Retargeting is a very profitable means of advertising especially among eCommerce businesses who operate nationwide and even globally. Again, if consumers begin to opt out of sharing their data, they are essentially removing access to their IDFA making tracking and launching effective ad campaigns much more difficult.
Apple did not do a great job of alerting their respective iOS partners of these changes. In fact, they have been getting so much internal pressure on the subject that they have temporarily postponed the full launch of alerting users when their data is being tracked. It is said that they are wanting to allot more time for developers and the entire iOS ecosystem to prepare for these changes as they are seriously shaking up many people’s business models.
To be transparent, we are in the advertising space but, we are not saying this move by Apple is inherently a bad move, we are merely suggesting that there are going to be repercussions that maybe even Apple hasn’t fully considered. Experts in the field could have likely predicted this move by Apple because they actually enabled the ability to turn off your IDFA in the settings of your iPhone back on their iOS 10 update.
Here’s where things get a little more complex and perhaps controversial. Do consumers actually know what they are opting out of when they hit that button for the first time? Many consumers will state that Facebook is creepy but then proceed to login upwards of ten times per day.
Have you ever connected with an old friend, learned about a new product, downloaded an eBook, watched an educational video, or taken any action on Facebook that benefited you? Whether you are willing to admit it or not, the answer is likely yes. Additionally, whether you realize it or not, your entire newsfeed is literally a compilation of all the things you like, and value, based off of your interactions on the platform. This is likely what keeps consumers coming back for more and spending an average of nearly 45 minutes per day on the platform.
The question remains, what happens when people start opting out in the masses? Consumers should really consider how that will impact their experience on the platform. To give you an analogy, what if the next time you went to login into Netflix you were taken to a 7-year-olds account for kids? Do you think you would have the same great experience on Netflix? The answer is likely no.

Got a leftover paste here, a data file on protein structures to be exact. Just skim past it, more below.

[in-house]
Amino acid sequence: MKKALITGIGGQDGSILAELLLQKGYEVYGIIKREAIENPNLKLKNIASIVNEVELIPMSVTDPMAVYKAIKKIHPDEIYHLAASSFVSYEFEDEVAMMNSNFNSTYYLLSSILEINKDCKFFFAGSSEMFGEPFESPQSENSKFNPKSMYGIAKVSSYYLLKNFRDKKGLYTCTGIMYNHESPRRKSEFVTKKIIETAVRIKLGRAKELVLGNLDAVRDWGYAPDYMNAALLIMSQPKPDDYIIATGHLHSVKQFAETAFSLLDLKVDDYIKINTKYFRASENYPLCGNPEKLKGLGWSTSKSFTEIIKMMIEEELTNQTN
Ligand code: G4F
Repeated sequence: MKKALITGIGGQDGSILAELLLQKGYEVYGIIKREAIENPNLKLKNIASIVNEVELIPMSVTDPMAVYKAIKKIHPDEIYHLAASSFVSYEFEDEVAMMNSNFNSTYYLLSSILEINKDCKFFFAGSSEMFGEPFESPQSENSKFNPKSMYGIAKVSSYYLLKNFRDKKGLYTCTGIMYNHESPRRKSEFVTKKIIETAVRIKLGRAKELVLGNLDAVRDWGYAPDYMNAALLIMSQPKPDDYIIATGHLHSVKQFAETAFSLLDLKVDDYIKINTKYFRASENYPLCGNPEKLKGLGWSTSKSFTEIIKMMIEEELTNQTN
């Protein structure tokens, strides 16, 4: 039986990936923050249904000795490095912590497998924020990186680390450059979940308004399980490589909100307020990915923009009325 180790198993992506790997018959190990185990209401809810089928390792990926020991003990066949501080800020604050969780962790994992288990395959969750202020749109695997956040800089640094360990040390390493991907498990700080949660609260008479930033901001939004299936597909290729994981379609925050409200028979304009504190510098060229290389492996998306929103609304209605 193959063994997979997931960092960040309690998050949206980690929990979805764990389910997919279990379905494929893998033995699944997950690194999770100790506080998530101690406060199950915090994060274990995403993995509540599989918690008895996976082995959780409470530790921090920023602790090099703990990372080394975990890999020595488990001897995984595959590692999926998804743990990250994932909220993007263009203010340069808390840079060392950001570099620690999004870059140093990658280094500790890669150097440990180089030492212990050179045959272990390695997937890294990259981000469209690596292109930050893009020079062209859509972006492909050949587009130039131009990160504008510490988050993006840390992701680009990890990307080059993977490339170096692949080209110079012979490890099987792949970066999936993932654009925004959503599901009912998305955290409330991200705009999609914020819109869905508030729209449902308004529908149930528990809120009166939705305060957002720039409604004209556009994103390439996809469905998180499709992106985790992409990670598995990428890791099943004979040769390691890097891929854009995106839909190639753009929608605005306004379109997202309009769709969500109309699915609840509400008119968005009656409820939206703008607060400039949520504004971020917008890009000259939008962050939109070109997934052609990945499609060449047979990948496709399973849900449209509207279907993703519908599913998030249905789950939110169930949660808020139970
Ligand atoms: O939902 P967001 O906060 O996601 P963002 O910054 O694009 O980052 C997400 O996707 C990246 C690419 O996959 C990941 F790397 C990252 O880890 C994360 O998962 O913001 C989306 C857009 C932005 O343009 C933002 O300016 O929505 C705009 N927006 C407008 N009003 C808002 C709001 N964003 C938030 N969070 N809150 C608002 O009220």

If consumers start opting out in the masses, this could have significant impacts on their experiences on the platform. In other words, if you are married, do you want to start seeing random ads for wedding dresses and engagement rings?
Despite all the negative headlines received from advertising companies, there are methods to their madness. Again, advertising is as old as time, and it simply has gotten more sophisticated.
Moral of the story, there’s actually two sides to every story. I can appreciate Apple’s transparency in wanting to deliver a more secure and private experience for their customers. On the other hand, I can see why many advertisers, business owners, and agencies will be totally against this move.
Only time will tell how this shakes out. With great adversity comes great innovation. We will leave you with a little prediction for a future blog post. We predict there’s going to be a major shift in advertisers focusing on Customer Audiences through the collection of emails and phone numbers. Is your agency or business prepared for the change?
Feel free to tell us your thoughts in the comments or drop us a line at firstname.lastname@example.org.